Sen. Sam Nunn lost a battle early in July to the Department of the Army. But before this series of engagements is over, the Army is likely to wish it had made love, not war.

Alarmed at declining Army quality, Nunn's idea was to cut the Army by 25,000 while giving Army leaders an incentive to avoid the cut by improving the quality of recruits. For every 1 percent increase in high school graduates, the Army could recoup 1,000 slots. High school graduation, as many Senate debaters pointed out, is no guarantee of soldierly excellence -- but it is a reasonable measure of diligence. High school graduates drop out of the military at about half the rate of non-graduates and, statistically, are much less of a disciplinary problem.

And the Army, so far this year, is only getting about 38 percent graduates -- nearly a third behind its normal recruiting rate for this time of year. Even after all the summer graduates come in and the rate picks up, it will be very hard for the Army to come even close to the share of graduates it used to get, or that the other services and civilian society show: around 75 percent.

By trying to hit the Army on the snout to get its attention, while also striving to be reasonable (and let it avoid all or some part of the cut by improving its percentage of graduates), Nunn probably gave the Army its best argument. The Army said that if its total authorized strength was unknown and unknowable during the year, as the percentage of recruits with diplomas varied, it had a management problem of staggering dimensions.

Why cut the Army at all? To answer this requires some familiarity with a similar situation in the Marine Corps five years ago.

In the spring and early summer of 1975, the Marine Corps was in a mess. Among other things, the quality of its recruits had been allowed to deteriorate sharply. The Senate Armed Services Committee had just cut Marine strength by 4,000 when the new commandant, Lou Wilson, took over. Wilson had a choice to make then. He could have gone to the mat with the committee, and might have won.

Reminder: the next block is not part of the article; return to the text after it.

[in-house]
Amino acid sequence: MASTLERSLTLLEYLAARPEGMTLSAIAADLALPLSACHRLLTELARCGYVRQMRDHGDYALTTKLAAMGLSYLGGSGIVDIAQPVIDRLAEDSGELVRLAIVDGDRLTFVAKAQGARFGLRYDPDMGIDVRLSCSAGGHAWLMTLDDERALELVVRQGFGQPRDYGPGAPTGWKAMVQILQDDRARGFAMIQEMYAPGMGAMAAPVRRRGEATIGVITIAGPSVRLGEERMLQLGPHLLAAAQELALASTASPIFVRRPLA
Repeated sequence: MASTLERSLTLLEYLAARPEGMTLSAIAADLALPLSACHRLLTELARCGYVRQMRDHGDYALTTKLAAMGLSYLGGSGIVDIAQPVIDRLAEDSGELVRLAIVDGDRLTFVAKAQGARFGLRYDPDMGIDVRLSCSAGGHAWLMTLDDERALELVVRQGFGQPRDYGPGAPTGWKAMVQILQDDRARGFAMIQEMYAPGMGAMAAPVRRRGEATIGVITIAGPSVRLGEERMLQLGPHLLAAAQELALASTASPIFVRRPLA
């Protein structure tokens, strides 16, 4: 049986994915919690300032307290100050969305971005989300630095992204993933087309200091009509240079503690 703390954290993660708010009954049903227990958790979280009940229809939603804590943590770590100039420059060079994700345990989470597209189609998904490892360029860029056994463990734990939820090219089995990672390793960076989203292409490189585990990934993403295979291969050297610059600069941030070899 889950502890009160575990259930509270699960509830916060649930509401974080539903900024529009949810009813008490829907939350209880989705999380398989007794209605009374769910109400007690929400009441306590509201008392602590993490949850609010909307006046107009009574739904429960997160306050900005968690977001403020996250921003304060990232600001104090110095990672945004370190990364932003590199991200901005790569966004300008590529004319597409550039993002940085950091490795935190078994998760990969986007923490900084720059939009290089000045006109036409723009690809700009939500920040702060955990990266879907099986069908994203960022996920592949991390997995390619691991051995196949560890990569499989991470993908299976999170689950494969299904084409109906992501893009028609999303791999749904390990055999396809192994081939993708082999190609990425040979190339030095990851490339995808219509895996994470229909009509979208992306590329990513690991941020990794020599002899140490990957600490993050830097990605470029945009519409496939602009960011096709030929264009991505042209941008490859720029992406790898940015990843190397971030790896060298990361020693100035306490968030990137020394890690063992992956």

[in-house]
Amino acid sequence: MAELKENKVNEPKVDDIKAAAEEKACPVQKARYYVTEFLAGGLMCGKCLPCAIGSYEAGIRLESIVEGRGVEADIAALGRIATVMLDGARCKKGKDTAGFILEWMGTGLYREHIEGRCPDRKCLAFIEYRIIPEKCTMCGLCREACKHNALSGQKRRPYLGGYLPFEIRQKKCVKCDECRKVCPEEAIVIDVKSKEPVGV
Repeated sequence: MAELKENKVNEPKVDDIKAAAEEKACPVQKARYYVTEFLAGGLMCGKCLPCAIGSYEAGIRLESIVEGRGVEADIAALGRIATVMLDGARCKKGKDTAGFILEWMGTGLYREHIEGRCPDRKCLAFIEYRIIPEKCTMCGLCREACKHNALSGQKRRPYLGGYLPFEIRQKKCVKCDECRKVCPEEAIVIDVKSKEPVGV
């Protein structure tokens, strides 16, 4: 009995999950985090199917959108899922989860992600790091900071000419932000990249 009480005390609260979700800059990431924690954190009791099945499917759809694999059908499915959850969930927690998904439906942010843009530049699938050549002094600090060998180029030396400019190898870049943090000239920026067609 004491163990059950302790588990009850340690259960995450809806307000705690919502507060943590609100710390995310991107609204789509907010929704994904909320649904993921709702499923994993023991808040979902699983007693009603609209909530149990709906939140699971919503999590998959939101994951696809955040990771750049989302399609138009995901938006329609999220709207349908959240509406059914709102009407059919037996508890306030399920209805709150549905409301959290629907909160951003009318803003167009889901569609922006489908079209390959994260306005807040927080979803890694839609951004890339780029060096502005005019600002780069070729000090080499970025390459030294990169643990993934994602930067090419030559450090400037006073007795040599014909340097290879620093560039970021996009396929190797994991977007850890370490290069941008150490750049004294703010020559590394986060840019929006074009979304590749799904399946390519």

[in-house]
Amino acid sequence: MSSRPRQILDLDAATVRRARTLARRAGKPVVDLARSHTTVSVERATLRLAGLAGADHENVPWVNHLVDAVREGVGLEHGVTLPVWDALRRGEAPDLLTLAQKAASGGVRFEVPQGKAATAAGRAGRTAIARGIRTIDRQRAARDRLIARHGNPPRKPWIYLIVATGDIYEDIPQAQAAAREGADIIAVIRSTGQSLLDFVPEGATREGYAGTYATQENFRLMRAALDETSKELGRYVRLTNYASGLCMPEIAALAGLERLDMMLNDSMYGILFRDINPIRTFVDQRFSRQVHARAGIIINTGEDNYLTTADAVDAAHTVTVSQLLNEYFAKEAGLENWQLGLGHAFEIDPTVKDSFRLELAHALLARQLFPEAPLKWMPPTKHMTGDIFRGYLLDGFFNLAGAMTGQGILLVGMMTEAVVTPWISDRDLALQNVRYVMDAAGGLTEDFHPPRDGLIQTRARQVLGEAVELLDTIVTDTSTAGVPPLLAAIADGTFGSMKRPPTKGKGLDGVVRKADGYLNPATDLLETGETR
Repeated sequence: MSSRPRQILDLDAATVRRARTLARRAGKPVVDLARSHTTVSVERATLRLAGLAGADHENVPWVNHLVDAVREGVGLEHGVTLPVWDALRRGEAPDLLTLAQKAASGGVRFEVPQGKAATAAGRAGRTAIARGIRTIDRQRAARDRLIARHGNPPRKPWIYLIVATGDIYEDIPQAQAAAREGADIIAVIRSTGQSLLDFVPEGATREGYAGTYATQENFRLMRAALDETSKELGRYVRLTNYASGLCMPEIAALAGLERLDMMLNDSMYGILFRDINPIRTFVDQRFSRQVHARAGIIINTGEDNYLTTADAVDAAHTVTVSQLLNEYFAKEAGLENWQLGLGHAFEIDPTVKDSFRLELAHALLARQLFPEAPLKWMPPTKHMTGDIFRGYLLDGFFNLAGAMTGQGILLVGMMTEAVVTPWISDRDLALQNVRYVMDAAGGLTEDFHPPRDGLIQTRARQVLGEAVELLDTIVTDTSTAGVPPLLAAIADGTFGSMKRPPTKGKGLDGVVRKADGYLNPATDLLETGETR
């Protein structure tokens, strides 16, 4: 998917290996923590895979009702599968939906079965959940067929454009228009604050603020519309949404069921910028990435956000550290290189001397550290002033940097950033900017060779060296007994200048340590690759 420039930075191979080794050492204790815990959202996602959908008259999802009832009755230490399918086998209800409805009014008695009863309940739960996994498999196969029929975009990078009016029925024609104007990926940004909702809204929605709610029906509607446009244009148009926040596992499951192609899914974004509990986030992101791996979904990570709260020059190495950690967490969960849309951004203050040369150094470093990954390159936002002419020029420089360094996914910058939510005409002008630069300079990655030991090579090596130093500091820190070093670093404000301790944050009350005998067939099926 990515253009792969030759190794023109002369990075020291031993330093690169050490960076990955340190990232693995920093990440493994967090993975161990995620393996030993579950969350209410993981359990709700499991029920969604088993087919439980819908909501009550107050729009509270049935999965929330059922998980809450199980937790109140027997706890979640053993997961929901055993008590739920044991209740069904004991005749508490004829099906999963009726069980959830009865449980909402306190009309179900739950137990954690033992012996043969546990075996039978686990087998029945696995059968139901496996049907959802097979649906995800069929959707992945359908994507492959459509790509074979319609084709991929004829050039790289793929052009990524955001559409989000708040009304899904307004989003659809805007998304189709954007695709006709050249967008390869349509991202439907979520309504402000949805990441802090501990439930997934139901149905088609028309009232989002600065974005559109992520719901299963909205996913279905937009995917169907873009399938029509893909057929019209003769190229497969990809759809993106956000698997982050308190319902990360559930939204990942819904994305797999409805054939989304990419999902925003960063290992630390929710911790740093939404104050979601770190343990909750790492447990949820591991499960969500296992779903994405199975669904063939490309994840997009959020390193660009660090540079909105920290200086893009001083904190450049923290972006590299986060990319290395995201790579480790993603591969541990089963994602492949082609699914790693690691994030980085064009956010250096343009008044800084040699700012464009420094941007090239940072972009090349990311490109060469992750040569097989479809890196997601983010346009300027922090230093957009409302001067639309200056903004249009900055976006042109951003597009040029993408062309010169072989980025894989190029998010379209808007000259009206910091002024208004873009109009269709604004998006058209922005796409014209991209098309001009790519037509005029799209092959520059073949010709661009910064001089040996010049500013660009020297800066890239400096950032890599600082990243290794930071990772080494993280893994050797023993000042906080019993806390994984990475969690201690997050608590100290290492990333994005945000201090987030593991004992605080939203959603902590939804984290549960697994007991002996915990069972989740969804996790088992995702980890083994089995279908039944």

But he took a different route. He saw the committee's cut in Marine strength for what it was -- a free offer by someone else to help take the blame for tough decisions you must make yourself. Wilson protested the committee's cuts in a pro forma way; but what he emphasized was that Congress wouldn't let the Marines have their full strength until they solved their problems. He tightened discipline, demanded rigorous training, reorganized recruiting and drove recruiters to go after high-quality people.

The statistics show that he got sharp increases in high school graduates, from 50 percent to 78 percent -- but that's not the best test. Talk to any Marine officer or noncom whose command responsibilities span the last decade about the difference between the Corps in the early '70s and today. They'll say that Lou Wilson made a lot of the right things happen.

One has to be careful in drawing lessons from the Marine Corps and applying them straightforwardly to the much bigger Army. But many of the tough steps that the Army needs to take today are similar to those that faced Lou Wilson five years ago. These are much easier if there is someone else to help take the blame. Nunn and the committee were offering to do for the Army what they had done five years ago for the Marines -- to be the bad guys, to have it said, "Unless we make these changes, the damned Senate Armed Services Committee won't let us have our force structure."

Instead, the Department of the Army mounted a massive lobbying effort. At one point, the threat, from an unnamed source, to close bases in the states of some senators was called "contemptible" by the committee chairman, John Stennis -- probably the strongest word he has spoken on the Senate floor in his 33 years there. And Nunn's ally, All-Volunteer Force supporter Sen. William S. Coben, told of a call to his office threatening attacks on him as being racially motivated against minorities if he supported Nunn. Cohen called this "malicious, pernicious, insidious." A part-time poet, Cohen is clearly committed to understatement.

Such a charge against him and Nunn is also flatout loony, since the Army's enlisted ranks are one major part of American society in which blacks' educational levels surpass whites' -- 65 percent of the blacks who enlisted last year were high school graduates, but only 54 percent of the whites. In the current situation, emphasizing quality means, proportionately, turning away from poorly educated whites.

One battle is over, but the campaign to save the Army has just begun. Before this is all finished, the Army is going to need Nunn and his allies, badly. Friends in Congress are hard to come by.